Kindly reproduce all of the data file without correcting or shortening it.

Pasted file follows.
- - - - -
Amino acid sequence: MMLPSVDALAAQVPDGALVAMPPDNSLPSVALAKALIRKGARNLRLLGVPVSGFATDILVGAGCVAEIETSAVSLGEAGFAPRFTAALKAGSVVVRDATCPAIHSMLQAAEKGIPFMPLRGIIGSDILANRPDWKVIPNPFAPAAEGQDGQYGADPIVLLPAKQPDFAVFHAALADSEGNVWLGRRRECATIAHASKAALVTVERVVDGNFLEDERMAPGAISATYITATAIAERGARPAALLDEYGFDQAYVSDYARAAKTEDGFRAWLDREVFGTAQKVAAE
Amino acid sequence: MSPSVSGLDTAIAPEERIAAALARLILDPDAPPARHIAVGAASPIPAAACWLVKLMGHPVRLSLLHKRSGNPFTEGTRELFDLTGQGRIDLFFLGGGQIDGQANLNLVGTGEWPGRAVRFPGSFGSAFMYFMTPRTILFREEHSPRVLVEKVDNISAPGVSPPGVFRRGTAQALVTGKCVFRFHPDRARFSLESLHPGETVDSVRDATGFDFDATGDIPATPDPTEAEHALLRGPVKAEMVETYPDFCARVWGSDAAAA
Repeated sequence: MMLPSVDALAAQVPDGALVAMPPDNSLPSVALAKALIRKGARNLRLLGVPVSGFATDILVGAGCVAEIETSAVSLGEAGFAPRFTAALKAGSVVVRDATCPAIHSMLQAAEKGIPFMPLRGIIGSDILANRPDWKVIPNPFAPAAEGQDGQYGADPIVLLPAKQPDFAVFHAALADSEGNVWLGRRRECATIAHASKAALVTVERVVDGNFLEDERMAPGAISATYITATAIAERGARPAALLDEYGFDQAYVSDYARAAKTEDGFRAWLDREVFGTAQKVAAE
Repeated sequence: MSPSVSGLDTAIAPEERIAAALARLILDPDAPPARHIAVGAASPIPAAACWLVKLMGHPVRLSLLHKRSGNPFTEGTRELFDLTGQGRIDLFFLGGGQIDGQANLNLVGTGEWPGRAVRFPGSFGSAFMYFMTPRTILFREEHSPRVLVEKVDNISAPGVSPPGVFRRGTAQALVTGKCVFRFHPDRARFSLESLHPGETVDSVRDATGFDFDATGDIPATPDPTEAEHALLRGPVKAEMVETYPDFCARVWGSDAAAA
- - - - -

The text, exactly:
Amino acid sequence: MMLPSVDALAAQVPDGALVAMPPDNSLPSVALAKALIRKGARNLRLLGVPVSGFATDILVGAGCVAEIETSAVSLGEAGFAPRFTAALKAGSVVVRDATCPAIHSMLQAAEKGIPFMPLRGIIGSDILANRPDWKVIPNPFAPAAEGQDGQYGADPIVLLPAKQPDFAVFHAALADSEGNVWLGRRRECATIAHASKAALVTVERVVDGNFLEDERMAPGAISATYITATAIAERGARPAALLDEYGFDQAYVSDYARAAKTEDGFRAWLDREVFGTAQKVAAE
Amino acid sequence: MSPSVSGLDTAIAPEERIAAALARLILDPDAPPARHIAVGAASPIPAAACWLVKLMGHPVRLSLLHKRSGNPFTEGTRELFDLTGQGRIDLFFLGGGQIDGQANLNLVGTGEWPGRAVRFPGSFGSAFMYFMTPRTILFREEHSPRVLVEKVDNISAPGVSPPGVFRRGTAQALVTGKCVFRFHPDRARFSLESLHPGETVDSVRDATGFDFDATGDIPATPDPTEAEHALLRGPVKAEMVETYPDFCARVWGSDAAAA
Repeated sequence: MMLPSVDALAAQVPDGALVAMPPDNSLPSVALAKALIRKGARNLRLLGVPVSGFATDILVGAGCVAEIETSAVSLGEAGFAPRFTAALKAGSVVVRDATCPAIHSMLQAAEKGIPFMPLRGIIGSDILANRPDWKVIPNPFAPAAEGQDGQYGADPIVLLPAKQPDFAVFHAALADSEGNVWLGRRRECATIAHASKAALVTVERVVDGNFLEDERMAPGAISATYITATAIAERGARPAALLDEYGFDQAYVSDYARAAKTEDGFRAWLDREVFGTAQKVAAE
Repeated sequence: MSPSVSGLDTAIAPEERIAAALARLILDPDAPPARHIAVGAASPIPAAACWLVKLMGHPVRLSLLHKRSGNPFTEGTRELFDLTGQGRIDLFFLGGGQIDGQANLNLVGTGEWPGRAVRFPGSFGSAFMYFMTPRTILFREEHSPRVLVEKVDNISAPGVSPPGVFRRGTAQALVTGKCVFRFHPDRARFSLESLHPGETVDSVRDATGFDFDATGDIPATPDPTEAEHALLRGPVKAEMVETYPDFCARVWGSDAAAA